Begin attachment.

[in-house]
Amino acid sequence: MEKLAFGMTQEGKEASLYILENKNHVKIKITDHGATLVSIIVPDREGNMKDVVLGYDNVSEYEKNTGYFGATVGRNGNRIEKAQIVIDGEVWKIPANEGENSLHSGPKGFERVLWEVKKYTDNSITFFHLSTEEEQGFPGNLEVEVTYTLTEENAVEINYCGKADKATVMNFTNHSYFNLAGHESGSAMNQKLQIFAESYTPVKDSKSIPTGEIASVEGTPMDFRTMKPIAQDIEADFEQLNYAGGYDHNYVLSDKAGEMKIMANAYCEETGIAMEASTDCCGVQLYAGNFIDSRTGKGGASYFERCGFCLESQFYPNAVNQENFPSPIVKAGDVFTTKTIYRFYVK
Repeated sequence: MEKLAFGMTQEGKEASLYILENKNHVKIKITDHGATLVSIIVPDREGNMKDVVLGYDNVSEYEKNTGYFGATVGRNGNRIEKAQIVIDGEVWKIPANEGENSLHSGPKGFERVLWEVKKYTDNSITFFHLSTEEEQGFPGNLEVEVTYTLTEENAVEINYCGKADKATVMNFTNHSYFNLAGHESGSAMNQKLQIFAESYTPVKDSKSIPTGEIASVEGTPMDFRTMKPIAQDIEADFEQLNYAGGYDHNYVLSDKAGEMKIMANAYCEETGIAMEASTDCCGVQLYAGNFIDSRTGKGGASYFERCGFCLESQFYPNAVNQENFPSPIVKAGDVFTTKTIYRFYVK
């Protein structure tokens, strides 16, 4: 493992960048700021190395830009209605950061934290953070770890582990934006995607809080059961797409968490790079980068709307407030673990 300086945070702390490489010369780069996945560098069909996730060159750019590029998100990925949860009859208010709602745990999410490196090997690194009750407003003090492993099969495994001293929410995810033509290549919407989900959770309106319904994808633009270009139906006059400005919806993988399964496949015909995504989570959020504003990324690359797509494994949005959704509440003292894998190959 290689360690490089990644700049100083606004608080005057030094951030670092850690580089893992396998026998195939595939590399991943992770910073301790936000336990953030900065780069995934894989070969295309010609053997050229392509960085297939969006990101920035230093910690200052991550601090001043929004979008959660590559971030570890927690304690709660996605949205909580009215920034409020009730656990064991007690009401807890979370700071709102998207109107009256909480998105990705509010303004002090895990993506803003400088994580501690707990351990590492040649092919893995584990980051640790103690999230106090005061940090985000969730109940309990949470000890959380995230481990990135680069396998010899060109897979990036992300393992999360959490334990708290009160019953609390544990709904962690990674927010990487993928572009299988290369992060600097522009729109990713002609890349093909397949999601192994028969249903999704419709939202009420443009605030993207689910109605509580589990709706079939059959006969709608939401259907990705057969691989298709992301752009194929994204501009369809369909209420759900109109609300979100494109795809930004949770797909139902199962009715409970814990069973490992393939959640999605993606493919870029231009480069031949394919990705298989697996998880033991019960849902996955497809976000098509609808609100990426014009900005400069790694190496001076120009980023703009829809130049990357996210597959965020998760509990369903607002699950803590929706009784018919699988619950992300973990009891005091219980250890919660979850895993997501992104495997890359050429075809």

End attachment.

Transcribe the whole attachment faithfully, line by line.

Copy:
[in-house]
Amino acid sequence: MEKLAFGMTQEGKEASLYILENKNHVKIKITDHGATLVSIIVPDREGNMKDVVLGYDNVSEYEKNTGYFGATVGRNGNRIEKAQIVIDGEVWKIPANEGENSLHSGPKGFERVLWEVKKYTDNSITFFHLSTEEEQGFPGNLEVEVTYTLTEENAVEINYCGKADKATVMNFTNHSYFNLAGHESGSAMNQKLQIFAESYTPVKDSKSIPTGEIASVEGTPMDFRTMKPIAQDIEADFEQLNYAGGYDHNYVLSDKAGEMKIMANAYCEETGIAMEASTDCCGVQLYAGNFIDSRTGKGGASYFERCGFCLESQFYPNAVNQENFPSPIVKAGDVFTTKTIYRFYVK
Repeated sequence: MEKLAFGMTQEGKEASLYILENKNHVKIKITDHGATLVSIIVPDREGNMKDVVLGYDNVSEYEKNTGYFGATVGRNGNRIEKAQIVIDGEVWKIPANEGENSLHSGPKGFERVLWEVKKYTDNSITFFHLSTEEEQGFPGNLEVEVTYTLTEENAVEINYCGKADKATVMNFTNHSYFNLAGHESGSAMNQKLQIFAESYTPVKDSKSIPTGEIASVEGTPMDFRTMKPIAQDIEADFEQLNYAGGYDHNYVLSDKAGEMKIMANAYCEETGIAMEASTDCCGVQLYAGNFIDSRTGKGGASYFERCGFCLESQFYPNAVNQENFPSPIVKAGDVFTTKTIYRFYVK
């Protein structure tokens, strides 16, 4: 493992960048700021190395830009209605950061934290953070770890582990934006995607809080059961797409968490790079980068709307407030673990 300086945070702390490489010369780069996945560098069909996730060159750019590029998100990925949860009859208010709602745990999410490196090997690194009750407003003090492993099969495994001293929410995810033509290549919407989900959770309106319904994808633009270009139906006059400005919806993988399964496949015909995504989570959020504003990324690359797509494994949005959704509440003292894998190959 290689360690490089990644700049100083606004608080005057030094951030670092850690580089893992396998026998195939595939590399991943992770910073301790936000336990953030900065780069995934894989070969295309010609053997050229392509960085297939969006990101920035230093910690200052991550601090001043929004979008959660590559971030570890927690304690709660996605949205909580009215920034409020009730656990064991007690009401807890979370700071709102998207109107009256909480998105990705509010303004002090895990993506803003400088994580501690707990351990590492040649092919893995584990980051640790103690999230106090005061940090985000969730109940309990949470000890959380995230481990990135680069396998010899060109897979990036992300393992999360959490334990708290009160019953609390544990709904962690990674927010990487993928572009299988290369992060600097522009729109990713002609890349093909397949999601192994028969249903999704419709939202009420443009605030993207689910109605509580589990709706079939059959006969709608939401259907990705057969691989298709992301752009194929994204501009369809369909209420759900109109609300979100494109795809930004949770797909139902199962009715409970814990069973490992393939959640999605993606493919870029231009480069031949394919990705298989697996998880033991019960849902996955497809976000098509609808609100990426014009900005400069790694190496001076120009980023703009829809130049990357996210597959965020998760509990369903607002699950803590929706009784018919699988619950992300973990009891005091219980250890919660979850895993997501992104495997890359050429075809």